|© Lalo Alcaraz 2014|
But as all operations go, he needs much help.
If you are a lawyer, a writer, a translator, a teacher, a good samaritan — and you can offer your assistance — please contact me to help out at the next pro se asylum clinic in February at Catholic Charities of Dallas. We hold these immigration clinics every two months now, so we are in constant need of volunteers!
In the meantime, I will leave you with a great editorial Paul wrote in reaction to the mass raids that have started to take place this new year, just in time to show our "welcoming spirit and solidarity to immigrants," just like our forebears were shown...
Maybe with Paul's words, you can imagine what you can become a part of, and you can then see how much these women and children fleeing for their lives really need of our help.
It alarmed me to read in the Dallas Morning News that the Department of Homeland Security (DHS) plans in the coming months to deport hundreds of the families who have recently sought refuge from the violence in their Central American homelands. Though DHS officials say that they will take "only adults and children who have already been ordered removed from the United States by an immigration judge," I don’t believe this. It is far likelier that many of these families have been subject to the “expedited removal” process and, more troubling still, that many of these were denied access to a judge in violation of the law.
Under U.S. immigration law, most immigrants who cross a U.S. border without proper documents are subject to expedited removal, in which judges play no part. This includes recent arrivals from Central America. A mother with her children (there are very, very few fathers among them) gets to see a judge only if a DHS asylum officer determines that she has a credible fear of persecution. And before she gets to see that officer, she must first tell a DHS agent that she is afraid of returning to her homeland. More precisely, she gets to see the asylum officer only if a DHS agent hears her say, “Tengo miedo” (“I’m afraid”).
But Customs and Border Protection (CBP) has a hearing problem.
According to its own statistics, CBP allows alarmingly few Central American refugees to see the asylum officer who might open the courtroom door. In recent years, just 5.5 percent of the Salvadorans CBP arrests are allowed this “credible fear” interview. For Hondurans and Guatemalans, the numbers are lower still: 1.9 and 0.8 percent respectively.
It is inconceivable that fewer than one in 50 Honduran migrants expresses any fear of returning to a country that is the most violent in this hemisphere, with a murder rate 20 times greater than that of the U.S. The organization Human Rights Watch therefore concluded, in a report entitled “You Don’t Have Rights Here,” that many CBP agents must be plugging their ears.
I am certain that they are.
|© Pat Bagley, 2014 The Salt Lake Tribune|
For the past 15 months, I have harnessed 23 years’ experience practicing immigration law to work as a volunteer with an asylum clinic at Catholic Charities Immigration and Legal Services. There, and in my own office, I have interviewed over 200 children and families who fled Central America in the past two years. Among them were several who had expressed to CBP agents their fear of returning and were nevertheless subject to expedited removal orders without having spoken to an asylum officer (let alone a judge). This injustice would have gone unnoticed had they not been released pending their removal.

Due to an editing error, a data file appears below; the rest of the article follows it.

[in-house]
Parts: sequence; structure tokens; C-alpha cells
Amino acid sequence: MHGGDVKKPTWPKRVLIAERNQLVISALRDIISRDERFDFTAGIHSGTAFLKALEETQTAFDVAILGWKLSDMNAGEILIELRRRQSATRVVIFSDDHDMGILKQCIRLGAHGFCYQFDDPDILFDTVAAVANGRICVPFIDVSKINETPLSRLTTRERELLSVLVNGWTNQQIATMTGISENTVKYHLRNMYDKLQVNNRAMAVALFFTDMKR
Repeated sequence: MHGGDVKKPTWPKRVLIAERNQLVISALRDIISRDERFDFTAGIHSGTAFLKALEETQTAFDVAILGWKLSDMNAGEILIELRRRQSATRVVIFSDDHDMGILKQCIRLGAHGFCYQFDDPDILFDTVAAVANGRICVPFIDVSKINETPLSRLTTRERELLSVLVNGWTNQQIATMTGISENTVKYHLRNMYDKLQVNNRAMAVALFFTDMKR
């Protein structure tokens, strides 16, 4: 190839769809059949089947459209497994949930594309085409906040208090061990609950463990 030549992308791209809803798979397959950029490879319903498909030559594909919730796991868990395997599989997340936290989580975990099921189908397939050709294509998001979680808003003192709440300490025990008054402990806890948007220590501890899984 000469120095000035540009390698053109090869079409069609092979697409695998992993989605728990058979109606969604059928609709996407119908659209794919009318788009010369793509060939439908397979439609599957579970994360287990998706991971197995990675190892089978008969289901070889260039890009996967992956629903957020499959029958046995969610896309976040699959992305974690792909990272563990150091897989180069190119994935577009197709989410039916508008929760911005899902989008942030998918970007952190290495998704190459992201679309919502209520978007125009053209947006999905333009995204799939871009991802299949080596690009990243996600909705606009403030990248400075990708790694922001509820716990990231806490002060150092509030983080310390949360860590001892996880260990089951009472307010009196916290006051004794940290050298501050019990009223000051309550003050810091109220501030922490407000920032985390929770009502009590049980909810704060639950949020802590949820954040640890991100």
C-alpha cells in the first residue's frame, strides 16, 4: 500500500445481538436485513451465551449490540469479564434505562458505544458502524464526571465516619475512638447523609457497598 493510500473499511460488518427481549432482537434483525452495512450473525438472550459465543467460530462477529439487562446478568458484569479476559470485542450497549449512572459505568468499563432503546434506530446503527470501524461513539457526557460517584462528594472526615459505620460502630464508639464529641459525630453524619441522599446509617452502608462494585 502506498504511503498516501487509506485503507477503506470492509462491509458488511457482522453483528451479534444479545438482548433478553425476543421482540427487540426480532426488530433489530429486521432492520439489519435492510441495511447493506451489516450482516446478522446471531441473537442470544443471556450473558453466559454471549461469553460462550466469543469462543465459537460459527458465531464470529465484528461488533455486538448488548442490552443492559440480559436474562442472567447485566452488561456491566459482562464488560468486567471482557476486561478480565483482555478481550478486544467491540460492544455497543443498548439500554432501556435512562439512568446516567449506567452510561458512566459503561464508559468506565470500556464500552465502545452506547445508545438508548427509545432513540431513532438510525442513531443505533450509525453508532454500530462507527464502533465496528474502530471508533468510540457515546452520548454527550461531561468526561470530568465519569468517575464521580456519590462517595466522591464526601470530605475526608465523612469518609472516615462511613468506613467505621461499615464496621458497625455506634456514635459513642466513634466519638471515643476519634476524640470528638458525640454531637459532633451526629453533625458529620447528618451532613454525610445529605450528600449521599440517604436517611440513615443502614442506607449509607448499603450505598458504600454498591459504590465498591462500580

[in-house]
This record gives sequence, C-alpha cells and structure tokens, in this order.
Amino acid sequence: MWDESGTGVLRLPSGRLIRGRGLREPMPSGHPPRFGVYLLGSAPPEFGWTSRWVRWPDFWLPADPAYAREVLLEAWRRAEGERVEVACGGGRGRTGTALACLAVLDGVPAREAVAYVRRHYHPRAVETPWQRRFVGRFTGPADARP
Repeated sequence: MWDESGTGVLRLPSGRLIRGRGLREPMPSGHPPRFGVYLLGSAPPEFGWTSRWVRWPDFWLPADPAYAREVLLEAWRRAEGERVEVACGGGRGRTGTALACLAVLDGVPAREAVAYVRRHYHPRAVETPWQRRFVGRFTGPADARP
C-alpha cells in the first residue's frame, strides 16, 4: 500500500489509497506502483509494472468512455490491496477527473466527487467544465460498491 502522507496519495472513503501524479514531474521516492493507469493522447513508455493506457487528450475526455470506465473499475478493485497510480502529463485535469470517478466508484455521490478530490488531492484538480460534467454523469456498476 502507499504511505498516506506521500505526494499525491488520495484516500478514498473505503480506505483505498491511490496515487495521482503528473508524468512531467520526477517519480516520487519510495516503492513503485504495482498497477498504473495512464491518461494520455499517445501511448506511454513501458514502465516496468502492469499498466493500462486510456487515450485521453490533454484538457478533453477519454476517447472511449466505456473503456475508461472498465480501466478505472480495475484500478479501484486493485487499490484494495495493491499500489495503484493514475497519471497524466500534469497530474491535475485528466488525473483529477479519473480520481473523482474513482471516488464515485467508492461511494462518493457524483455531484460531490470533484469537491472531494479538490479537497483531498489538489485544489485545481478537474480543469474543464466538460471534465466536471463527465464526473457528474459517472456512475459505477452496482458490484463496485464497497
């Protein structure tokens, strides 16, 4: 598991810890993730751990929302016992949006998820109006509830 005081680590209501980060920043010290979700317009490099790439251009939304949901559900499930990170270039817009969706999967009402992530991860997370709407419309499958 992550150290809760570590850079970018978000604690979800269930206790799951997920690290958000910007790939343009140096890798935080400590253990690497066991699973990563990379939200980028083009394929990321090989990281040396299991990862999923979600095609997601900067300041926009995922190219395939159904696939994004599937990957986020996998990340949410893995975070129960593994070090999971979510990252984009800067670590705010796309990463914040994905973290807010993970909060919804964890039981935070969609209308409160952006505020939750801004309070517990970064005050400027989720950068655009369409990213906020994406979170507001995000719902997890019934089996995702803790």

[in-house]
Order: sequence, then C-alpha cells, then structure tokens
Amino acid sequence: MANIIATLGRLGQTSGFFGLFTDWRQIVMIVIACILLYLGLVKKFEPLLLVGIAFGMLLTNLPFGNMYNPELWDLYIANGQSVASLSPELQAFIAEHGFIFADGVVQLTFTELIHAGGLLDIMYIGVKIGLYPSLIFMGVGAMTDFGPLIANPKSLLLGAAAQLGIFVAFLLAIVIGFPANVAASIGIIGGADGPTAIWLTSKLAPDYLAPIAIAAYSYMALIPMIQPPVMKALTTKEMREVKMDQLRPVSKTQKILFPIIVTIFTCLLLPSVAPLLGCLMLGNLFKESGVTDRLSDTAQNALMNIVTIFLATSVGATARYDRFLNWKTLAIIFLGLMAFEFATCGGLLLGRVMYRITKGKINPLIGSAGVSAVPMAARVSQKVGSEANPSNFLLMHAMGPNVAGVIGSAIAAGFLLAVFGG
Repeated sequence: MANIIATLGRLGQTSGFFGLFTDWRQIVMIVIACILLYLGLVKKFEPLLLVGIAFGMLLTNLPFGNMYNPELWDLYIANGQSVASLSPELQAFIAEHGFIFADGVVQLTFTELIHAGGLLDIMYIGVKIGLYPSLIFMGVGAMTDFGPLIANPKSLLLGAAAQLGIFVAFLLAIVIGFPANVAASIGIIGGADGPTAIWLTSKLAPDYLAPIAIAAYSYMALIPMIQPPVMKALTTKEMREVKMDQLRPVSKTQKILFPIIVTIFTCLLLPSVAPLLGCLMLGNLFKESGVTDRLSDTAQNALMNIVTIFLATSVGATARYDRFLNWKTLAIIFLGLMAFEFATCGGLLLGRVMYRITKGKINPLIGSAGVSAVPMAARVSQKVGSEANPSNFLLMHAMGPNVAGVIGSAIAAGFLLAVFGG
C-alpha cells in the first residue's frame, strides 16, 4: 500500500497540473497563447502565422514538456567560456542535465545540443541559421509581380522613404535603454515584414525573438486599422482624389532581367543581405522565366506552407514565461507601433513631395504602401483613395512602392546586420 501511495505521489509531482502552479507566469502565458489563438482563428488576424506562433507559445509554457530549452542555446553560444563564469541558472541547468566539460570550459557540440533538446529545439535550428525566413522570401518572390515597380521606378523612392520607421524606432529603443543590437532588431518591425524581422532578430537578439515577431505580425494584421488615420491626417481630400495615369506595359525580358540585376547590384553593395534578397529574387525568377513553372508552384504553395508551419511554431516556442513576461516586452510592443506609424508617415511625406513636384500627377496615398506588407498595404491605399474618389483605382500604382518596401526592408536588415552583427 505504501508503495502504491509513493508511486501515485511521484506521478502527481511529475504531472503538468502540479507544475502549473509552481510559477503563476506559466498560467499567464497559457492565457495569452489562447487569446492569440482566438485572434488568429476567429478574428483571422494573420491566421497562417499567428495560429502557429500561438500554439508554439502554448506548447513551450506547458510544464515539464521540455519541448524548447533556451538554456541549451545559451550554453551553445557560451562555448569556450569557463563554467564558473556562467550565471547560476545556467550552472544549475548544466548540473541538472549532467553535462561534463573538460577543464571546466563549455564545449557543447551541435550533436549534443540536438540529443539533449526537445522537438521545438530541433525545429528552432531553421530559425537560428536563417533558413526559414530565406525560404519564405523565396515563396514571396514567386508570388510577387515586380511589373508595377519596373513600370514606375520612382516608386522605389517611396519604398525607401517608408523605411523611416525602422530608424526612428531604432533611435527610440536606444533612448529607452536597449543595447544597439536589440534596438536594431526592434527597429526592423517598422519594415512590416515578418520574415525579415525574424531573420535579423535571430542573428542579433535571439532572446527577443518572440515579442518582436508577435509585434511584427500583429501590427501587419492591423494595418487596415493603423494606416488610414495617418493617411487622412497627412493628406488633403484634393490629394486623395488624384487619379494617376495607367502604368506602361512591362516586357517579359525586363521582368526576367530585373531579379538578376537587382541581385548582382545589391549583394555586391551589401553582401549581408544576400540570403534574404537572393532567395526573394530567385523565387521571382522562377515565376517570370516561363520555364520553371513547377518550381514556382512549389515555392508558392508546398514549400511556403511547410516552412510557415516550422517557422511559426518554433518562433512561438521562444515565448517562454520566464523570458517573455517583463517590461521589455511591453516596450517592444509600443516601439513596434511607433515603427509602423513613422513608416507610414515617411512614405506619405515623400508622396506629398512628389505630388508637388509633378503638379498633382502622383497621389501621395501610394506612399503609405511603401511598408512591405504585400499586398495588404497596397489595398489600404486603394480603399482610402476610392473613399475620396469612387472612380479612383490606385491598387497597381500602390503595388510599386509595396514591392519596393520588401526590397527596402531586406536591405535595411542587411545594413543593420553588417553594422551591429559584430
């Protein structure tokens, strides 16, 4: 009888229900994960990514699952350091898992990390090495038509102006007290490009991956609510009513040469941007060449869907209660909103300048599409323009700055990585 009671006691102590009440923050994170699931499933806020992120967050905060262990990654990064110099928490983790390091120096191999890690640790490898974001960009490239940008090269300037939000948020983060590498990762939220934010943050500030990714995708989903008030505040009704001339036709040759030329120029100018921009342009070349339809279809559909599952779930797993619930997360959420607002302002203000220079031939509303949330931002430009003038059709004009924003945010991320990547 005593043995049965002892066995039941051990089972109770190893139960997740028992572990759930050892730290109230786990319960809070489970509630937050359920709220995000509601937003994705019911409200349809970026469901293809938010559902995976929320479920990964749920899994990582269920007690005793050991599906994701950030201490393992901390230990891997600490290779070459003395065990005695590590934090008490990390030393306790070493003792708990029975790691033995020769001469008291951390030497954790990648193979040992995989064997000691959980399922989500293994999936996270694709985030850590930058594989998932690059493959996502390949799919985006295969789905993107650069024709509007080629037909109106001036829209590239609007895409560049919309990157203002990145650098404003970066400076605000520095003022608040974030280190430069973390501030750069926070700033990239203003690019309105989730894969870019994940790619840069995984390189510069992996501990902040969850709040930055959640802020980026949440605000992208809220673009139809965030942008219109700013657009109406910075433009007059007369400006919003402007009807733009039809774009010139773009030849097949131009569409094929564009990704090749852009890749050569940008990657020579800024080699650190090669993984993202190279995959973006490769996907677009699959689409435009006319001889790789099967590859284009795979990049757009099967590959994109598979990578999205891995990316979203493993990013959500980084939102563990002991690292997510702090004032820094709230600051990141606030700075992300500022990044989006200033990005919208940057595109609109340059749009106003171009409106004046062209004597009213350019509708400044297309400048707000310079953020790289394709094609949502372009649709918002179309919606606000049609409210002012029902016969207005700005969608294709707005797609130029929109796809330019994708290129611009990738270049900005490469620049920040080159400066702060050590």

In each of these cases where CBP ignored a mother’s expression of fear, it was not too late: when told of the violations, the Dallas DHS Office of Chief Counsel swiftly alerted the DHS asylum office.
To avert tragedy, this must now be done on a national level.
DHS must ensure that, among the “hundreds” of families it plans to arrest and deport in coming months, none have been illegally deprived their chance to ask a judge for asylum.
On January 7, 2016 in the Dallas Morning News Opinion, this piece was published as "Paul Zoltan: U.S. must ensure due process before deporting refugees of Central American violence"
|Paul Zoltan giving a very animated |
"Know Your Rights" Immigration Presentation
In 1992, upon receiving his Juris Doctor degree from the University of Minnesota, Paul Zoltan determined to devote his legal practice solely to immigration. In a way, the choice was made for him: as the son of a Hungarian refugee, he felt compelled to work so that the refugees and immigrants of today were welcomed as his father was, over four decades ago.
Paul Steven Zoltan has practiced exclusively immigration law since 1992. One of the founders of Dallas' Child Refugee Support Network, he trains and supervises volunteers for Dallas Catholic Charities' pro se asylum clinic. He has served as liaison between the Houston Asylum Office and the Texoma Chapter of the American Immigration Lawyers Association (AILA), and has presented at numerous regional and national AILA conferences. He has chaired the District 6A Grievance Committee for the Texas Bar, as well as the boards of directors of Proyecto Adelante and the Center for Survivors of Torture. Mr. Zoltan served on the advisory board of the Dallas office of the International Rescue Committee and, for over a decade, coordinated the Dallas Section of AILA. He has taught both Immigration Law and Legal Writing and Reasoning at the University of Texas at Dallas. In 2012, the Super Lawyers rating service named Mr. Zoltan a Rising Star.